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Majority of Senate Democrats back federal unemployment extension

"Unemployment insurance is an essential component of our ongoing economic recovery and provides support to workers and their families who have been laid off through no fault of their own as they search for work.”

More than 2 million would lose their federal benefits on Dec. 30 without congressional action.

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So far, no Republicans have expressed support for an extension, which would probably wind up being attached to a package that would halt tax hikes for most Americans and delay scheduled spending cuts. 

The plan has growing support among House Democrats, and the backing of the White House. 

In the past, Republicans have backed extensions, although they have been a battle to pass. 

Unemployed workers can receive upward of 47 weeks of federal benefits, based on a state's jobless rate, on top of between 20 and 26 weeks of state benefits. 

Without an extension, only state-level benefits would be available. Advocates are pushing for the continuation of the plan passed in January, which would curtail benefits as unemployment rates drop in the states.  

“We need to work together to create more job opportunities," Reed said. 

"But until the labor market improves, preserving UI is one of the most cost effective ways to help struggling families and businesses in our communities.”

A Congressional Budget Office report found that more than 300,000 jobs would be created by continuing the program, which accounts for $1.10 in economic activity for every $1 the government spends. 

A yearlong extension is estimated to cost about $30 billion. 

"Extending unemployment insurance helps sustain demand for local businesses during economic downturns by helping people pay their bills while they look for a new job," Reed said. 

"Cutting off UI now will sap buying power from this economy and could severely hinder the recovery."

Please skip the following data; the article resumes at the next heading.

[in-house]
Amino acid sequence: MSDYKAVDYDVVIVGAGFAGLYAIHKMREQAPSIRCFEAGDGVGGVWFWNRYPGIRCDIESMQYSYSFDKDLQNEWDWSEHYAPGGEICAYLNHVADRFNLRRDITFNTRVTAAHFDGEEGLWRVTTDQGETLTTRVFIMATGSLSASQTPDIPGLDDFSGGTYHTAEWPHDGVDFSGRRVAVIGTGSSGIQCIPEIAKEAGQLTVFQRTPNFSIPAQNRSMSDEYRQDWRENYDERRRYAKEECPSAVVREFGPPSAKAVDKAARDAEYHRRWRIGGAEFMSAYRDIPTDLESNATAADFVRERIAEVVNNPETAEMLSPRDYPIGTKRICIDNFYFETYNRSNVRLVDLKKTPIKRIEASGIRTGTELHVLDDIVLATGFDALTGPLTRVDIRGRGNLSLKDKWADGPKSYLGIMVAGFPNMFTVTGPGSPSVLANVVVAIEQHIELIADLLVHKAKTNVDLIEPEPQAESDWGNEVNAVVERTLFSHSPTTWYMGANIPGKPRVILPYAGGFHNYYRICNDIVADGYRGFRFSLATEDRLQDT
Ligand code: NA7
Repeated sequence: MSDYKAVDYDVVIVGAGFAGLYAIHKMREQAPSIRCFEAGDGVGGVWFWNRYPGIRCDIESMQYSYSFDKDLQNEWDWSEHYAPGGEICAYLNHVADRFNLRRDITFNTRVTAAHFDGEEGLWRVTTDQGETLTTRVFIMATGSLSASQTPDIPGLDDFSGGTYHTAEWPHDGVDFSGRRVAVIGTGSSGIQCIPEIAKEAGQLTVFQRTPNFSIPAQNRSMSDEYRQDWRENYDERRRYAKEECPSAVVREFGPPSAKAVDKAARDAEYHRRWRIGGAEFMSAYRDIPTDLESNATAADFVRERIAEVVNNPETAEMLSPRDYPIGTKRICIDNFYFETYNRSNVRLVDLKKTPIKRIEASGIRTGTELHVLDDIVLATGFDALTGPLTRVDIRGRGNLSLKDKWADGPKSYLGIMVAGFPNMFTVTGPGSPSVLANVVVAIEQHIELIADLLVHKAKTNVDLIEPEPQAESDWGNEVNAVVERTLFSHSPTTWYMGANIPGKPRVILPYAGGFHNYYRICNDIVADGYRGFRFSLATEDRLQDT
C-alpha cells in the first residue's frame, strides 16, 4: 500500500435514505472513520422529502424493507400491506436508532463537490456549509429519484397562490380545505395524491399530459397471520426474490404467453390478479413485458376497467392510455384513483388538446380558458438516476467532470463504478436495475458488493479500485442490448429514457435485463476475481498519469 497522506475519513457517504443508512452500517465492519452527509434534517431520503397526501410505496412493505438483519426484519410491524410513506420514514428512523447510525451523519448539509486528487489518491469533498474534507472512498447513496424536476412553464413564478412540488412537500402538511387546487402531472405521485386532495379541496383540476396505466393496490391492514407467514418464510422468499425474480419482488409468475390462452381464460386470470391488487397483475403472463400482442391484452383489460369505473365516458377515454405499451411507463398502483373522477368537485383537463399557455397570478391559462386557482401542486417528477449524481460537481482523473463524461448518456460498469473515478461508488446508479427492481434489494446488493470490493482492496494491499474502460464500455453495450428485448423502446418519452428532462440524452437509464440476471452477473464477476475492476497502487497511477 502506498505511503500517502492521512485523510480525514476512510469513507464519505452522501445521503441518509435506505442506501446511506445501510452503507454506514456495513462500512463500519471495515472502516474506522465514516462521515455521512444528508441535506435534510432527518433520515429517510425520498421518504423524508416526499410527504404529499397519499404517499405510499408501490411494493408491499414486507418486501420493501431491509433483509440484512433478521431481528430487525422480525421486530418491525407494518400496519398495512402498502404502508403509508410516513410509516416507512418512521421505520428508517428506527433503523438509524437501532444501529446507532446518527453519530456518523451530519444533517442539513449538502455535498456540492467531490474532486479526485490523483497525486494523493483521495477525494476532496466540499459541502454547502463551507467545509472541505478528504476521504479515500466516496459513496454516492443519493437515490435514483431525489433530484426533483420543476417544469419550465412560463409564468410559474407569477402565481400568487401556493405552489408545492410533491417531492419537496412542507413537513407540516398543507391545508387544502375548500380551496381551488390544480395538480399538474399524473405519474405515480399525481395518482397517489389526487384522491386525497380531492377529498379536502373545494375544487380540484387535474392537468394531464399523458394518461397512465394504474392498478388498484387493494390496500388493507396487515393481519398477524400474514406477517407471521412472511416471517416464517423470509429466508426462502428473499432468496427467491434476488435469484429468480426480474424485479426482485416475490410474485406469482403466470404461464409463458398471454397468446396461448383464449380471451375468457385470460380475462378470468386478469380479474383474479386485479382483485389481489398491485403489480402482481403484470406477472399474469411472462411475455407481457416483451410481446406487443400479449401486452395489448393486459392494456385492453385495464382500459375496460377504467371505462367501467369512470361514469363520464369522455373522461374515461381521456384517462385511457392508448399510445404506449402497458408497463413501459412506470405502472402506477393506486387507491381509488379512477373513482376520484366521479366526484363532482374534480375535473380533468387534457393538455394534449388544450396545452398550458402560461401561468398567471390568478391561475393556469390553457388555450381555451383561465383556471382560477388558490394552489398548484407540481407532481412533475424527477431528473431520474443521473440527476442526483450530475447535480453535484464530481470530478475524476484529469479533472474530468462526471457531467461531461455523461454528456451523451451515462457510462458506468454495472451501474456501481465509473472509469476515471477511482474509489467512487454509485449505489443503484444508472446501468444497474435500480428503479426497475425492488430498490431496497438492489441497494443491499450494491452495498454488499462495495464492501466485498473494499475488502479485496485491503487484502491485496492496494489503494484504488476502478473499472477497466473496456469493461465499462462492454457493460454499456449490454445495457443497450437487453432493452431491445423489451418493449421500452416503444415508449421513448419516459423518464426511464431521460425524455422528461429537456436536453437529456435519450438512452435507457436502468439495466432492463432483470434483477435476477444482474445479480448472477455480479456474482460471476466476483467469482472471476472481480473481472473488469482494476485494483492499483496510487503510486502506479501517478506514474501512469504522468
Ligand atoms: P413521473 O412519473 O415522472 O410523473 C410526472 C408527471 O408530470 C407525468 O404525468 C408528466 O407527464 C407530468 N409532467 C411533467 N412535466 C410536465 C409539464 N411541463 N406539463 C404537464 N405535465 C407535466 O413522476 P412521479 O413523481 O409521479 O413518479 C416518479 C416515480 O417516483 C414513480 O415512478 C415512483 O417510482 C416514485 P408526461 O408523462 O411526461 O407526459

Besides Reed, 41 senators signed the letter: Ron Wyden (Ore.), Sherrod BrownSherrod Campbell BrownSenate confirms Rouse as Biden's top economist Democrats push Biden to include recurring payments in recovery package Padilla has 'big Chuck Taylors to fill' in replacing Harris MORE (Ohio), Daniel Akaka (Hawaii), Tom Harkin (Iowa), Barbara Mikulski (Md.), John Kerry (Mass.), Debbie Stabenow (Mich.), Sheldon Whitehouse (R.I.), Tom UdallTom UdallOVERNIGHT ENERGY: Haaland courts moderates during tense confirmation hearing | GOP's Westerman looks to take on Democrats on climate change | White House urges passage of House public lands package Udalls: Haaland criticism motivated 'by something other than her record' Senate approves waiver for Biden's Pentagon nominee MORE (N.M.), Carl Levin (Mich.), Bernie Sanders (I-Vt.), Frank Lautenberg (N.J.), Richard Blumenthal (Conn.), Jay RockefellerJohn (Jay) Davison RockefellerBottom Line World Health Day: It's time to fight preventable disease Lobbying World MORE (W.Va.), Maria Cantwell (Wash.), Kirsten Gillibrand (N.Y.), Al Franken (Minn.), Jeff Merkley (Ore.), Barbara Boxer (Calif.), Jean Shaheen (N.H.), Amy KlobucharAmy KlobucharBill introduced to create RBG monument on Capitol Hill Lawmakers offer gun control bill to end 'boyfriend loophole' Juan Williams: Hypocrisy runs riot in GOP MORE (Minn.), Dianne Feinstein (Calif.), Robert MenendezRobert (Bob) MenendezBiden holds off punishing Saudi crown prince, despite US intel Senate confirms Thomas-Greenfield as UN ambassador The Memo: Biden bets big on immigration MORE (N.J.), Herb Kohl (Wis.), Patrick Leahy (Vt.), Bob Casey Jr. (Pa.), Chris Coons (Del.), Dick Durbin (Ill.), Ben Cardin (Md.), Jim Webb (Va.), Mark Begich (Alaska), Bill NelsonClarence (Bill) William NelsonThe Hill's 12:30 Report - Presented by Facebook - Divided House on full display Florida Democrats mired in division, debt ahead of 2022 Centrist Democrats pose major problem for progressives MORE (Fla.), Charles SchumerChuck SchumerA Biden stumble on China? First Black secretary of Senate sworn in Republican Ohio Senate candidate calls on GOP rep to resign over impeachment vote MORE (N.Y.), Mark Warner (Va.), Joe Lieberman (I-Conn.), Mary Landrieu (La.), Michael Bennet (Colo.), Jeff Bingaman (N.M.), Patty Murray (Wash.), Kay Hagan (N.C.) and Daniel Inouye (Hawaii).